Schnucks announces downtown St. Louis store opening for spring
ST. LOUIS Schnuck Markets has announced plans to create a new “urban prototype unit” in the downtown business area slated to be finished by spring 2009. The company said that the new prototype will measure in at 21,000-square feet, about a third of the size of a typical Schnucks unit.
Store veteran manager Tom Collora has been named as project leader, the company said in recent news reports. Collora has been with Schnuck’s since 1985 when he helped open the first Schnuck’s Arsenal store. He later managed the Arsenal store.
The new urban prototype store will also featured an extended prepared foods section and an in-store pharmacy—the only in-store pharmacy in the downtown St. Louis area.
Schnuck Markets holds more than properties, including 99 pharmacies and 5 Logli stores, throughout Illinois, Indiana, Iowa, Mississippi, Missouri, Tennessee and Wisconsin.
Study suggests pediatric use of acetaminophen can lead to asthma
LONDON The journal Lancet on Friday announced a large study covering children in 31 countries has found that use of acetaminophen in children in the first year may be at higher risk for developing asthma.
The study consisted of parent-provided reports of 205,000 children and found that acetaminophen use in the first year of life was associated with a 46 percent higher risk of asthma by age six, as compared to children who were not given acetaminophen in the first year.
The findings will be published in the Sept. 20 issue of the journal.
Research examines cognitive changes from nicotine withdrawal
SAN DIEGO New research highlighted at a symposium during an annual meeting for family physicians shows how nicotine withdrawal creates functional changes in the brains of smokers trying to quit causing cognitive performance deficits, such as an ability to concentrate, that may make it more difficult to quit, and could be a driver of smoking relapse.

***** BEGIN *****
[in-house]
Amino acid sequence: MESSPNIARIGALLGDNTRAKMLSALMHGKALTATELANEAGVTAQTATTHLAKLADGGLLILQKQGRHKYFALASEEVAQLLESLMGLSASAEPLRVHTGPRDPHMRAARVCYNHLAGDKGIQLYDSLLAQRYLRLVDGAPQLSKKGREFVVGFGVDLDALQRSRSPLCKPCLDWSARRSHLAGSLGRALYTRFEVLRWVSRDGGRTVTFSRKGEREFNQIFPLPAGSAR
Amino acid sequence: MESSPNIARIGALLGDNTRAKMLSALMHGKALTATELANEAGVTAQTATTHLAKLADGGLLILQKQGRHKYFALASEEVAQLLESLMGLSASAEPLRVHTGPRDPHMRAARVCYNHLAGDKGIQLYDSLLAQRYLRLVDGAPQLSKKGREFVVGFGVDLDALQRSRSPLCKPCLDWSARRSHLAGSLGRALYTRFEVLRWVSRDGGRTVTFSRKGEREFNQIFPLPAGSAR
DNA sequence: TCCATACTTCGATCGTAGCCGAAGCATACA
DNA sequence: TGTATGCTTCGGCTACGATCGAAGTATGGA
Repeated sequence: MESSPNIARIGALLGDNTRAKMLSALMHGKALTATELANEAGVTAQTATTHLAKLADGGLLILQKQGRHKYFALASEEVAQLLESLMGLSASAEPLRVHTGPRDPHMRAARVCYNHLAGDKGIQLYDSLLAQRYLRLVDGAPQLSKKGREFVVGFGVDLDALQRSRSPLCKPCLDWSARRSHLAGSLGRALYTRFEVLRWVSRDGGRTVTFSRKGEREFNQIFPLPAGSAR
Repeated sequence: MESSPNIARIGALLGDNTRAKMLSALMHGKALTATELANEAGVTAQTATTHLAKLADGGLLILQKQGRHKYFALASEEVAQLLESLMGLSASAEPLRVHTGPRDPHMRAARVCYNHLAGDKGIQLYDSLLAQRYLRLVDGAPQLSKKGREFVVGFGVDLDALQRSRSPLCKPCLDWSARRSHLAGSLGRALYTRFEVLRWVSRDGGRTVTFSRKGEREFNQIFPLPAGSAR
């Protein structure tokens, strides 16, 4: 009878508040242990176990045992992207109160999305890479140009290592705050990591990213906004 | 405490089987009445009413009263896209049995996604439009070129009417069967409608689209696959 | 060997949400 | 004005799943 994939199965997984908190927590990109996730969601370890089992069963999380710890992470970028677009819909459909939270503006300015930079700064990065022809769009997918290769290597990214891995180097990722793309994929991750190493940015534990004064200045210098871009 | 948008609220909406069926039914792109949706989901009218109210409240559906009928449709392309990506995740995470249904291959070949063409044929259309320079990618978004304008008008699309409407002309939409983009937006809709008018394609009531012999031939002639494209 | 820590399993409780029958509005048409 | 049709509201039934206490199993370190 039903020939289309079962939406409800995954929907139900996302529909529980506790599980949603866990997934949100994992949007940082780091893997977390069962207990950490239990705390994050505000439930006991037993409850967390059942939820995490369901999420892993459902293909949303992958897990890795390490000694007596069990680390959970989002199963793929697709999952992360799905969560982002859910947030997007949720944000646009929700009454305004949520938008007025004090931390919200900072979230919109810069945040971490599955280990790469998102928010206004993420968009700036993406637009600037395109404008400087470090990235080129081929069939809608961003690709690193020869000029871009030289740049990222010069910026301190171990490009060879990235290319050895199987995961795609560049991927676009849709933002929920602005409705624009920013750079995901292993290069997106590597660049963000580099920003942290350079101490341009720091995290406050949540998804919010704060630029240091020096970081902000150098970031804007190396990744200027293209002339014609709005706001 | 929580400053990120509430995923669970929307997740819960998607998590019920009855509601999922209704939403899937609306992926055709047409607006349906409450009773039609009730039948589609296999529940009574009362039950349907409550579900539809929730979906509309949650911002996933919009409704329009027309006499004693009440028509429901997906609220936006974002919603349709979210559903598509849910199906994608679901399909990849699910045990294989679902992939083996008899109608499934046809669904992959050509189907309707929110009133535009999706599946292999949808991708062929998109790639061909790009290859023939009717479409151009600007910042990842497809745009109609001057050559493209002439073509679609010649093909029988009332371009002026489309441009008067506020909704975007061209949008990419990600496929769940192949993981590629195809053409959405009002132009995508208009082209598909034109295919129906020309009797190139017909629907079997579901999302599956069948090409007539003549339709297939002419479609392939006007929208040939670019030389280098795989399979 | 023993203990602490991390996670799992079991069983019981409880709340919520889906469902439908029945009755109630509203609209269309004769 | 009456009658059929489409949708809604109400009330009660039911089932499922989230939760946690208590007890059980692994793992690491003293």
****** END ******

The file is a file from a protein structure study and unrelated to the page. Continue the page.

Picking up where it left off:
Further, brain imaging technology shows that when treatment with the Commit 4 mg nicotine lozenge is introduced, these symptoms of nicotine withdrawal can be reversed, GlaxoSmithKline Consumer Healthcare announced Thursday.
“The new research provides powerful new evidence as to why physicians need to intervene and help their patients understand and manage symptoms to help them quit successfully,” stated C. Everett Koop, former U.S. Surgeon General and driving force behind the 1988 Surgeon General’s report entitled: The Health Consequences of Smoking: Nicotine Addiction. “Physicians should use these new data as reasons to speak with their patients to help them better understand their addiction, including the serious impact of withdrawal and how proven treatments can help reverse nicotine withdrawal symptoms that impact the brain.”
Specific areas in the brain, particularly those associated with executive functioning, are impacted during nicotine withdrawal. The Commit 4 mg nicotine lozenge significantly improved cognitive performance compared to placebo and lessened symptoms of withdrawal including craving, difficulty concentrating, irritability and restlessness. Other nicotine withdrawal symptoms including short-term memory deficit, and selective and divided attention deficits were also significantly reduced.
“In withdrawal, a smoker’s brain is literally in dysfunction and this can impair the quitter’s ability to think and act,” statetd Jack Henningfield, professor in the Department of Psychiatry and Behavioral Sciences at Johns Hopkins University School of Medicine and Vice President of Research and Health Policy at Pinney Associates and consultant to GlaxoSmithKline. “Research on the brain in withdrawal is important as it helps physicians and smokers trying to quit recognize and manage the symptoms. For smokers who experience withdrawal and can’t afford lapse in concentration or judgement, FDA-approved medicines for smoking cessation such as the Commit 4 mg nicotine lozenge may make the difference between success and failure in their smoking cessation efforts.”